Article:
31 January 2013

the Tight Rope

Sometimes it feels like this whole recovery bit is an exhausting balancing act.  Scabs and I noticed that we are always saying to each other "It's a fine line..."  She suggested we write about it. Read her take here.

Each step forward finds me teetering between the "Dos" and "Don'ts" that are coming at me from all angles. 

"Do make him accountable to you, but don't check up on him."

"Do show compassion but don't enable him." 

Or how about,

"Don't ignore the problem, but do detach from it."

Things that could be a contradiction are at the least a fine line

What exactly do I mean?

Take self-care.  Super important right? But isn't there a point when you become too self-absorbed, when you've crossed that fine line and you are justifying watching all three seasons of Downton Abbey in one sitting all in the name of "self-care?"  Because isn't it actually service that brings happiness? Looking outside one's self, focusing on the needs of others?

Or how about the fine line between communicating and nagging.  It's so important to have transparency, right? It's necessary to have the hard discussions.  But whatever you do, DON'T nag the shamed addict! Don't check up on him all the time.  Don't guilt him into sharing with you and don't beg for honesty.  Make him accountable for his actions, but don't be codependent about it. 

One last example.  You need to protect his privacy, it's not your story to tell, etc.  But you need support.  Honesty and vulnerability foster meaningful and loving friendships.  It feels liberating to ditch the facade and just be REAL with someone.  "You're only as sick as your secrets" Al-Anon tells us. 

So yeah, I think it is a balancing act.  I think I am walking a tight rope.  And once in awhile I find myself leaning a bit too much to the right and I don't feel safe and I panic.  So I over-compensate and jerk myself to the left, now feeling just as afraid of falling as I did on the right.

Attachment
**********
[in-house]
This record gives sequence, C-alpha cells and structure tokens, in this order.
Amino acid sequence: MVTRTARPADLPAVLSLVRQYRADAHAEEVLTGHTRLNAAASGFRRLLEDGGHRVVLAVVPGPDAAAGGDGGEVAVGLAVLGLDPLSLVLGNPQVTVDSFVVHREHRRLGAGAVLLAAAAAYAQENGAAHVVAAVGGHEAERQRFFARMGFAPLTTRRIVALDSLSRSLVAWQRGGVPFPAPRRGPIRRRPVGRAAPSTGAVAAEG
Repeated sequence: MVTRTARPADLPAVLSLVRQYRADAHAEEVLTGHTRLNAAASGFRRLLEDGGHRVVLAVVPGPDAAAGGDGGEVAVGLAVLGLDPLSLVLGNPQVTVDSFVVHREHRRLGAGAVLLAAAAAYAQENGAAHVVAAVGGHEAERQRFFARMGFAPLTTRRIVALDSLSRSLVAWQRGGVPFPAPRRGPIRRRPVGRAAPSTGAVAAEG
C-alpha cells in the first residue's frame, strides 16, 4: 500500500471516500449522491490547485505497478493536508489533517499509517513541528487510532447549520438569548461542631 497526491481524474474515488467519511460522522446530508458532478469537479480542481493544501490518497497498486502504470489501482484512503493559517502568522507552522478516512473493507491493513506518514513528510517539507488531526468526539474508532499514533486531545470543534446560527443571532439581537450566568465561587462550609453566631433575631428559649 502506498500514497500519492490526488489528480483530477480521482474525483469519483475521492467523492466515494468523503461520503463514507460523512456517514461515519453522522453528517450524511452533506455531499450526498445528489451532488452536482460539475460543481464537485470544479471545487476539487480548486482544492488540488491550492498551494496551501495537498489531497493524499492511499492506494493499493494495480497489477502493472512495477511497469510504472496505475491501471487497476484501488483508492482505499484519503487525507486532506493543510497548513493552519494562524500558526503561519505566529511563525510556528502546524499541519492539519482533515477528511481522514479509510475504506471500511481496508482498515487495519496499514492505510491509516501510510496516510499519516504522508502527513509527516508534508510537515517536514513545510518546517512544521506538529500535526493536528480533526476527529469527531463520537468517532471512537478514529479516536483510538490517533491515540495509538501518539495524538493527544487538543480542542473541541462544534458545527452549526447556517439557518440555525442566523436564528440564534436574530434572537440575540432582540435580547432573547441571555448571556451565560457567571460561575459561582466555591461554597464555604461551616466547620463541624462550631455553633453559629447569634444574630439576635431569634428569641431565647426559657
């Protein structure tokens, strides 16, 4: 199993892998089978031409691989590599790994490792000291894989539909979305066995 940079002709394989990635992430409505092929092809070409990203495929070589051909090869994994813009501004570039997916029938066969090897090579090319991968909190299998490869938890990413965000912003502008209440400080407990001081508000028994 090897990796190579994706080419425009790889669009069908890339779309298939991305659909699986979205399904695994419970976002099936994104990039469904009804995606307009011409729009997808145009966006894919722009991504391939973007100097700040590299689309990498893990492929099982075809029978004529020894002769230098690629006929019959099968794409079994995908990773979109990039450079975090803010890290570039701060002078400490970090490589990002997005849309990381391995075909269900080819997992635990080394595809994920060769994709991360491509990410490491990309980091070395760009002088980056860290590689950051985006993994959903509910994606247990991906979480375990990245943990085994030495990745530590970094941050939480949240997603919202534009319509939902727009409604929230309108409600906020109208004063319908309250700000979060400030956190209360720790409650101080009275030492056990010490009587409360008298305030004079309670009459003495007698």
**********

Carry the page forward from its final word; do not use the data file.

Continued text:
I feel like I need to have compassion for him.  I need to feel love and forgiveness.  But then I feel like I'm being a doormat, and I'm enabling him by trying to protect him from pain, because I love him.  So I come down harder, my heart gets colder, and then I feel hopeless about our relationship because I know I'm being a porcupine.  It's a fine line between doormat and porcupine.

One of my favorite sayings is "The answer is always in the middle." 

"DUH" says the girl on the tight rope.

I think ultimately it takes practice.  It takes a few falls flat on your face and an ever increasing sense of balance that prevents you from overcompensating, giving you just the right touch to adjust when the wind blows or when you falter.  Just like anything else it won't come easy, trial and error teach you to the way to be.  And experience of course.  And then, there you are...

...deliberate, confident, and peaceful.  And all those things create better balance than tension, fear and panic. Wouldn't you agree?


  1. Great thoughts. You bring up such good thinking. Bravo. Thank you!

  2. Wow!! I love you and Scabs:) I have been walking the tight rope and just couldn't put it into words.Thanks for explaining this so well.

  3. she did explain it really well didn't she. It's perfect!

  4. You know what's awesome... is when the fine line, even though is still fine, gets bolded. It's like Heavenly Father's finger comes down and just hit's ctrl+B for you and blammo - it's SO obvious. I love that. :-) Great post!

  5. That's great insight! especially about practice, you're right... Reading this I just though you might want to go and buy yourself a slackline, because you would probably be awesome at it :)) Like this: http://www.youtube.com/watch?v=miPWUb0p28U . S.

  6. I can totally relate to the "self-care" of checking out and watching Downton Abbey. I did that a few weeks ago in the midst of an in-house separation with my husband. I "fell flat" last week in maintaining my boundary (I let him back into bed with me) and it only took him 4 days to violate it again. I learned from that fall that this in-house separation will last much longer until he has some sobriety. My thinking is "awareness of the line, acceptance of where you are, choose to stay in the middle."

  7. Exactly. All too often a lean a little too far one way or the other - fortunately there is a net there and I haven't died yet....but there are days... :)

  8. Oh my goodness, yes! You described this so well! Sometimes I feel like I'm a complete hypocrite with all the swaying back and forth across that line and I imagine that my husband has no idea how to approach me, because sometimes I'll provide a soft landing and other times I'll lay into him hard. This analogy makes me feel so much better, because I really am trying to walk that tight rope.

  9. Great articulation of thoughts that have been on my mind. Thanks!